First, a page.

(a) Here the work done by the force of gravity W_{g} will be,

W_{g} = m(-g)h

= -mgh

To obtain the work done by the force of gravity W_{g}, substitute 263 g for m, 9.81 m/s^{2} for g and -11.8 cm for h in the equation W_{g}= -mgh,

W_{g}= -mgh

= -(263 g)(9.81 m/s^{2})(-11.8 cm)

= -(263 g(10^{-3} kg/1 g))(9.81 m/s^{2})(-11.8 cm(10^{-2} m/1 cm))

= (0.304 kg.m^{2}/s^{2}) (1 J/1 kg.m^{2}/s^{2})

= 0.304 J

Thus the work done by the force of gravity W_{g} would be 0.304 J.

(b) As the spring is being compressed, the work done by the force of spring W_{s} will be,

W_{s} = -½ k (-x)^{2}

To obtain the work done by the force of spring W_{s}, substitute 2.52 N/cm for k, and -11.8 cm for x in the equation W_{s} = -½ k (-x)^{2},

= - ½ (2.52 N/cm)(-11.8 cm)^{2}

= - ½ (2.52 N/cm) (100 cm/1 m)(-11.8 cm (10^{-2} m/1 cm))^{2}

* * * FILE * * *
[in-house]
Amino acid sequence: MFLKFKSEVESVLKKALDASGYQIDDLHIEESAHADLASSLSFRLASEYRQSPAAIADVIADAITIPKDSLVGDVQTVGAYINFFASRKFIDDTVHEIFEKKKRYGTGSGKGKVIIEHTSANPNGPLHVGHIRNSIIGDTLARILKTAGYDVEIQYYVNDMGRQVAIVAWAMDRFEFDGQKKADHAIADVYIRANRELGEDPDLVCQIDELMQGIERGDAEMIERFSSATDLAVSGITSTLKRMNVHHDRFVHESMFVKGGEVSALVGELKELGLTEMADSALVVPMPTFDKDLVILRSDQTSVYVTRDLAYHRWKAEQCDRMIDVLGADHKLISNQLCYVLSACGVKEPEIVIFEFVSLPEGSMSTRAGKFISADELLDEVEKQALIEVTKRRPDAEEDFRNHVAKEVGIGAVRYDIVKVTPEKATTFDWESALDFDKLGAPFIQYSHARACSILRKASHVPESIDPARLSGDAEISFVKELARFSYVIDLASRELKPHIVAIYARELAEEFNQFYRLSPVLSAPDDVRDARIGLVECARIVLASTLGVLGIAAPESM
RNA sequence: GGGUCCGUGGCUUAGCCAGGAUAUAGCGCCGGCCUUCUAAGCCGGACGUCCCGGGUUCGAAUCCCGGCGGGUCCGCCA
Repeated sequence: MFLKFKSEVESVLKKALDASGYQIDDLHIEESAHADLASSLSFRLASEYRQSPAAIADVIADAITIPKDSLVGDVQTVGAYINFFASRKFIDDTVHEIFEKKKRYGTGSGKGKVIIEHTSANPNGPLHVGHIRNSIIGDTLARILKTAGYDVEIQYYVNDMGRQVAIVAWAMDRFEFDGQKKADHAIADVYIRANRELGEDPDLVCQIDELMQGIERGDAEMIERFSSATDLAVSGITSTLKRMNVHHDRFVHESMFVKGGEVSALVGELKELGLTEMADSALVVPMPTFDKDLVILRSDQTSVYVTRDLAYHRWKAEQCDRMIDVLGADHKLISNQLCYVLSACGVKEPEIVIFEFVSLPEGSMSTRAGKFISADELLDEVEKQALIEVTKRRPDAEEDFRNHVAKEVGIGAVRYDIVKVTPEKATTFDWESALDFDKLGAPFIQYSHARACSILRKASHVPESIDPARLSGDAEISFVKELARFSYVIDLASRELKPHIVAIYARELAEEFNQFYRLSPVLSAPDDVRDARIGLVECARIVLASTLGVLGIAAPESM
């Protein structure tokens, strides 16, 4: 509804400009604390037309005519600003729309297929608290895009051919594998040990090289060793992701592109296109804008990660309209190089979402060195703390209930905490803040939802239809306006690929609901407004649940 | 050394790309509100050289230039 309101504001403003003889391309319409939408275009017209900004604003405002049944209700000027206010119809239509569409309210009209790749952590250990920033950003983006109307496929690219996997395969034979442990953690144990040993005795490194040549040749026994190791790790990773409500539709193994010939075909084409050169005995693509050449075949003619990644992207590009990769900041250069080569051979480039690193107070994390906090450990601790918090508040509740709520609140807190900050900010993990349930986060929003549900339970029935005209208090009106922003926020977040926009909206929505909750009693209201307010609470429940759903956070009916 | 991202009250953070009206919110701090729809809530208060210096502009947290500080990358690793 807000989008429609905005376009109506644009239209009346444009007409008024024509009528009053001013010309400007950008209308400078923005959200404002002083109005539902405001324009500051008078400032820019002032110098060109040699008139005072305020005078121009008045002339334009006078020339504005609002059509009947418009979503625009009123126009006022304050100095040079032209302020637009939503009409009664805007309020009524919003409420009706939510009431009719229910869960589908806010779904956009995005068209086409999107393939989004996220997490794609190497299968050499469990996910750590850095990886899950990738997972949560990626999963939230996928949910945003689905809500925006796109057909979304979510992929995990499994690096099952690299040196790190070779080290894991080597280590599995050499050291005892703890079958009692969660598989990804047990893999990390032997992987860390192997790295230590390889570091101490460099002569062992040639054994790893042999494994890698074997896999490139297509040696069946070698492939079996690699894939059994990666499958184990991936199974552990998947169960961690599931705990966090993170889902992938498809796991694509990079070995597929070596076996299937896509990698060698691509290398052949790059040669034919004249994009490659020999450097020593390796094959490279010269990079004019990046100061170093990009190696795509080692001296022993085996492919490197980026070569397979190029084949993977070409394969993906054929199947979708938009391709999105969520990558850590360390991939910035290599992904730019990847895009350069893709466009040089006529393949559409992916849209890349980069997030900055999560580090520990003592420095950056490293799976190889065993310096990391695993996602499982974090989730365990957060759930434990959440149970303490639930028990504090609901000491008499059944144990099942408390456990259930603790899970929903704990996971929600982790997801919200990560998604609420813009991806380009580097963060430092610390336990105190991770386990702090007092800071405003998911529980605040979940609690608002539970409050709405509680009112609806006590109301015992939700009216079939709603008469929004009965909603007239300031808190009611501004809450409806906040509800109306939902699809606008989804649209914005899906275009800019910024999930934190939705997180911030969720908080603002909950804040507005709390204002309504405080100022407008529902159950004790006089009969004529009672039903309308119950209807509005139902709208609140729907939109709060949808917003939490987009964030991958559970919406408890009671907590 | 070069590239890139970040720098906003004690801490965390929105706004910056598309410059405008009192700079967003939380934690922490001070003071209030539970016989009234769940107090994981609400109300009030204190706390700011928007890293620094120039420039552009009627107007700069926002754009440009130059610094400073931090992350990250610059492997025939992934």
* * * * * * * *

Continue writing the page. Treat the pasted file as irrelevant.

= (-1.75 N.m) (1 J/1 N.m)

= -1.75 J

Thus the work done by the force of spring W_{s} would be -1.75 J.

(c) The kinetic energy K just before hitting the block would be,

K = 1.75 J-0.304 J

= 1.45 J

To obtain the speed v of the block just before it hit the spring, substitute 1.45 J for K and 263-g for m in the equation v=√2K/m,

v=√2K/m

= √2(1.45 J)/(263 g)

=√2(1.45 J)/(263 g (10^{-3} kg/1 g))

=√2(1.45 J)/(0.263 kg)

=√2(1.45 J) (1 kg.m^{2}/s^{2}/1 J)/(0.263 kg)

=3.32 m/s

Thus the speed v of the block would be 3.32 m/s.

(d) As the initial speed of the block is doubled, the initial kinetic energy term will be quadruples to 5.78 J.

The compression will then be given by,

-5.78 J= - ½ (252 N/m)y^{2}-(0.263 kg)(9.81 m/s^{2})y